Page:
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Europe Talks Austerity

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David Dyar

Austerity is on everyone's mind as European governments -- one after another -- introduce spending cuts to get deficits under control and shore up the beleaguered Euro. Most experts agree belt-tightening is needed, but it's not always popular and comes at a cost, often to social benefits. 

Austerity is the order of the day and it's not always popular as deadly riots in Greece recently proved.

Still, parliaments across Europe are debating how to reduce deficits and where to cut.  And that includes Europe's economic giant.

The government of German Chancellor Angela Merkel has agreed on budget cuts and new taxes to bring Germany's deficit within the European Union limit of 3 percent of GDP.  "We have difficult times. We cannot afford everything  we wish for if we want to create the future," she said.

The aim is to save nearly $100 billion by 2014.   

Europe's tilt toward austerity is driven by the current financial crisis, says political analyst Cornelius Adebahr, of the German Council on Foreign Relations. "We've seen the example of Greece, where there was no more trust in the Greek government's ability to cut down the budget, to contain the debt or to keep it under control," he said.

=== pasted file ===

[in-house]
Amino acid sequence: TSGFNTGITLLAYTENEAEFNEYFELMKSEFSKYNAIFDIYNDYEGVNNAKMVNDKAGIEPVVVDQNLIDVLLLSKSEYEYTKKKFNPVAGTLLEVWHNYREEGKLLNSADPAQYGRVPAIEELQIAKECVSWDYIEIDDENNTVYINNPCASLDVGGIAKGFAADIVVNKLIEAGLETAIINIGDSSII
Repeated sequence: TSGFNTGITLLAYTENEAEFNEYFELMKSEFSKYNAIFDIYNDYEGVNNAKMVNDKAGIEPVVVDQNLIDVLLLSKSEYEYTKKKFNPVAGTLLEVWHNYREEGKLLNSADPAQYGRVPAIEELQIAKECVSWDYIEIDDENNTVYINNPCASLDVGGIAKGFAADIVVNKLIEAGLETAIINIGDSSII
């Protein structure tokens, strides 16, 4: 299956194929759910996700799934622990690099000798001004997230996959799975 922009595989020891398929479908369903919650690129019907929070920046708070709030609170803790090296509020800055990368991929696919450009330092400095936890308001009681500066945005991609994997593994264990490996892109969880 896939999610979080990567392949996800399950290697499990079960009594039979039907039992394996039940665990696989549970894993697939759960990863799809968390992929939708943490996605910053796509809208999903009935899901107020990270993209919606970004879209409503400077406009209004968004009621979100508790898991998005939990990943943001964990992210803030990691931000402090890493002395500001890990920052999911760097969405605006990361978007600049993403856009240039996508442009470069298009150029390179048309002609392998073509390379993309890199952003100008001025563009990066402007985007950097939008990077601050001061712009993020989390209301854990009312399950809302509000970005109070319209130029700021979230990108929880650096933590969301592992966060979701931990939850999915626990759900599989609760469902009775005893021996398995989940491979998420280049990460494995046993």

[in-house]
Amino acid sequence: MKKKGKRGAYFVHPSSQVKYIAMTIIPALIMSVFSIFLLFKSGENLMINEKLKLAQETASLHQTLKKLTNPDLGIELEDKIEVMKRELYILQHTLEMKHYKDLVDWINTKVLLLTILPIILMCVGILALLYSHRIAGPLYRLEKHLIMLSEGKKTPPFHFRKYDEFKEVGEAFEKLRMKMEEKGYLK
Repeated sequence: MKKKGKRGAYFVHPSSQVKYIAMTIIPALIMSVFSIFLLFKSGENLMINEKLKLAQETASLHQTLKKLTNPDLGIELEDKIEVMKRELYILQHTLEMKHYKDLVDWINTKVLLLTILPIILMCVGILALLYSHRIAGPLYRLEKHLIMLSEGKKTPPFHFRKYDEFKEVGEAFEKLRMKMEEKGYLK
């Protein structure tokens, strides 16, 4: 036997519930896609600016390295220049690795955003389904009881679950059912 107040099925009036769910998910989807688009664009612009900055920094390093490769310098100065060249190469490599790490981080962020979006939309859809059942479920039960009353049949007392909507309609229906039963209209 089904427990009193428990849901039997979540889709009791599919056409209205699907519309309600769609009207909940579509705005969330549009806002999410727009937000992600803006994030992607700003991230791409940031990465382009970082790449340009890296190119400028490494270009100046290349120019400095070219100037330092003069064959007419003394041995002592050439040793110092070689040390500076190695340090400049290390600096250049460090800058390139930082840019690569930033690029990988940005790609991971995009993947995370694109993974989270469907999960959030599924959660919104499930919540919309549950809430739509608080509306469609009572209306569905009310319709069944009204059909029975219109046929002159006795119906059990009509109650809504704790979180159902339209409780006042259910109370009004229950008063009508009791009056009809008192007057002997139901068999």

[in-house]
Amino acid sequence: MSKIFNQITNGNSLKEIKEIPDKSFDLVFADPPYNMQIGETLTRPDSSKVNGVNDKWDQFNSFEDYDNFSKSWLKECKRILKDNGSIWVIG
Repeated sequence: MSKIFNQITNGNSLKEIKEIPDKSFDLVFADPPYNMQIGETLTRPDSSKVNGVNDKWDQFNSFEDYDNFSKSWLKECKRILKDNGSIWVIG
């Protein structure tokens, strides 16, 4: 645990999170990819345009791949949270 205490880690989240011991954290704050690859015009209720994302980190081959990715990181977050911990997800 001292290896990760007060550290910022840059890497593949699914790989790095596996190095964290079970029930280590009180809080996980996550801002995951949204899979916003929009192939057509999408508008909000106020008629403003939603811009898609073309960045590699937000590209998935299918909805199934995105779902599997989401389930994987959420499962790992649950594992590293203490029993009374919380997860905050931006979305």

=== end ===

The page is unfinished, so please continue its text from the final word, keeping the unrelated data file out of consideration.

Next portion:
The Greek government's near default on its loans triggered the financial crisis and also threatened the euro and countries using it.

Germany is a major part of the European Union bail-out plan for Greece. While its economy is in much better shape than that of Greece, many Germans seem to agree  austerity is needed.  

"We have to start and not postpone it again," one German said.  "I think everyone should do their part, including those who are better off financially," said another.

Germany has traditionally been fiscally conservative and Germans are viewed as prudent with their money.  

And with budget cuts on everyone's agenda, the question now is where will they come from and will they endanger the German social safety net.

Germany -- like most of Europe -- has a broad safety net: benefits for the poor and unemployed, universal health care and good pensions.   

Many would not want to give them up.  But Adebahr says many young people do not believe they will get those same benefits.  "If you ask them whether they will receive a pension and what age, they say "I'm not sure whether I will be in the position of pensioners of today," he said.

Jobless and health care benefits have already been reduced. Plus, the retirement age has been raised.

But, many Germans say austerity must not cut too deep into their cherished welfare state.

Artur Fischer, head of the Berlin Stock Exchange, is one of them. "I want to live in a country where people have a minimum to live somewhat of a happy life. Therefore I am willing to give away, through taxes and through other means, part of my income as a person and a lot of other people think the same," he said.

In general, Germans want the social contract maintained and are willing to sacrifice to keep it - for themselves and future generations.

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